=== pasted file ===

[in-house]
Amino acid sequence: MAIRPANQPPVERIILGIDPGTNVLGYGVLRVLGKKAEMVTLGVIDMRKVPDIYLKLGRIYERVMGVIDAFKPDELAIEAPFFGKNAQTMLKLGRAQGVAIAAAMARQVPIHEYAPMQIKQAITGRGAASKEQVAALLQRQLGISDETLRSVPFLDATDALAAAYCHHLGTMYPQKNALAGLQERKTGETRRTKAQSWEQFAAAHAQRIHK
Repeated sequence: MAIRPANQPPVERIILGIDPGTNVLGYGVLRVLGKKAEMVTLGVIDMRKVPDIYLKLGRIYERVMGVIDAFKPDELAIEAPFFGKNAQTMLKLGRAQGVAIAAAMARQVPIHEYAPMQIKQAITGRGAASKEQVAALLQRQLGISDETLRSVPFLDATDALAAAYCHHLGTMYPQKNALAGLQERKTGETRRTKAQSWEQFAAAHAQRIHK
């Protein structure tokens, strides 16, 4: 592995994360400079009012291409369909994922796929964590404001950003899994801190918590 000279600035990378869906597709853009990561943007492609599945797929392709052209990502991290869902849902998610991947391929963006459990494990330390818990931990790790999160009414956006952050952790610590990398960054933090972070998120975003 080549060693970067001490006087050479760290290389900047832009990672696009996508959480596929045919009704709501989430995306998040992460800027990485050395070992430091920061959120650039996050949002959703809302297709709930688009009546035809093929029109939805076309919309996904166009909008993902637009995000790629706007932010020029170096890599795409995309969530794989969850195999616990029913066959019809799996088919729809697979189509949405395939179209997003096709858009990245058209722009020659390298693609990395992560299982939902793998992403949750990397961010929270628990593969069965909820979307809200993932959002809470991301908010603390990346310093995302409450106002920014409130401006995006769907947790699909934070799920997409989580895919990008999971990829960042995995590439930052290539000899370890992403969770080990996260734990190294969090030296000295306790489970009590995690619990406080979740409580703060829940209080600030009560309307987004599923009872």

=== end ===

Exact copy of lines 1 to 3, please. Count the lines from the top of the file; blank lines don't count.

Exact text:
[in-house]
Amino acid sequence: MAIRPANQPPVERIILGIDPGTNVLGYGVLRVLGKKAEMVTLGVIDMRKVPDIYLKLGRIYERVMGVIDAFKPDELAIEAPFFGKNAQTMLKLGRAQGVAIAAAMARQVPIHEYAPMQIKQAITGRGAASKEQVAALLQRQLGISDETLRSVPFLDATDALAAAYCHHLGTMYPQKNALAGLQERKTGETRRTKAQSWEQFAAAHAQRIHK
Repeated sequence: MAIRPANQPPVERIILGIDPGTNVLGYGVLRVLGKKAEMVTLGVIDMRKVPDIYLKLGRIYERVMGVIDAFKPDELAIEAPFFGKNAQTMLKLGRAQGVAIAAAMARQVPIHEYAPMQIKQAITGRGAASKEQVAALLQRQLGISDETLRSVPFLDATDALAAAYCHHLGTMYPQKNALAGLQERKTGETRRTKAQSWEQFAAAHAQRIHK